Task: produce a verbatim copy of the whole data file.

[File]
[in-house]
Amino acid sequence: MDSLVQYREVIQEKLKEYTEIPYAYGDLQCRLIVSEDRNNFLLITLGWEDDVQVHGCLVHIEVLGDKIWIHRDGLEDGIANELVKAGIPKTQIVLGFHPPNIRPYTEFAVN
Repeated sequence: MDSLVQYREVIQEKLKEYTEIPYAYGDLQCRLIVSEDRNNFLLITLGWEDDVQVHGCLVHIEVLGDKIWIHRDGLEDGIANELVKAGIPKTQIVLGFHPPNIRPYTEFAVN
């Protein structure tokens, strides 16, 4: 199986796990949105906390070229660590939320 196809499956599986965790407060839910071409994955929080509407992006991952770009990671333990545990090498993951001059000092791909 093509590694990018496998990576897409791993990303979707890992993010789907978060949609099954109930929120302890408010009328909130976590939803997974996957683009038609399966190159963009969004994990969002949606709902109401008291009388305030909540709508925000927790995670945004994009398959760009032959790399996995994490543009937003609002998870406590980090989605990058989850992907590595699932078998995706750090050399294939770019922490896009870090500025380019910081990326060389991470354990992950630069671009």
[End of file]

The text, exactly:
[in-house]
Amino acid sequence: MDSLVQYREVIQEKLKEYTEIPYAYGDLQCRLIVSEDRNNFLLITLGWEDDVQVHGCLVHIEVLGDKIWIHRDGLEDGIANELVKAGIPKTQIVLGFHPPNIRPYTEFAVN
Repeated sequence: MDSLVQYREVIQEKLKEYTEIPYAYGDLQCRLIVSEDRNNFLLITLGWEDDVQVHGCLVHIEVLGDKIWIHRDGLEDGIANELVKAGIPKTQIVLGFHPPNIRPYTEFAVN
């Protein structure tokens, strides 16, 4: 199986796990949105906390070229660590939320 196809499956599986965790407060839910071409994955929080509407992006991952770009990671333990545990090498993951001059000092791909 093509590694990018496998990576897409791993990303979707890992993010789907978060949609099954109930929120302890408010009328909130976590939803997974996957683009038609399966190159963009969004994990969002949606709902109401008291009388305030909540709508925000927790995670945004994009398959760009032959790399996995994490543009937003609002998870406590980090989605990058989850992907590595699932078998995706750090050399294939770019922490896009870090500025380019910081990326060389991470354990992950630069671009």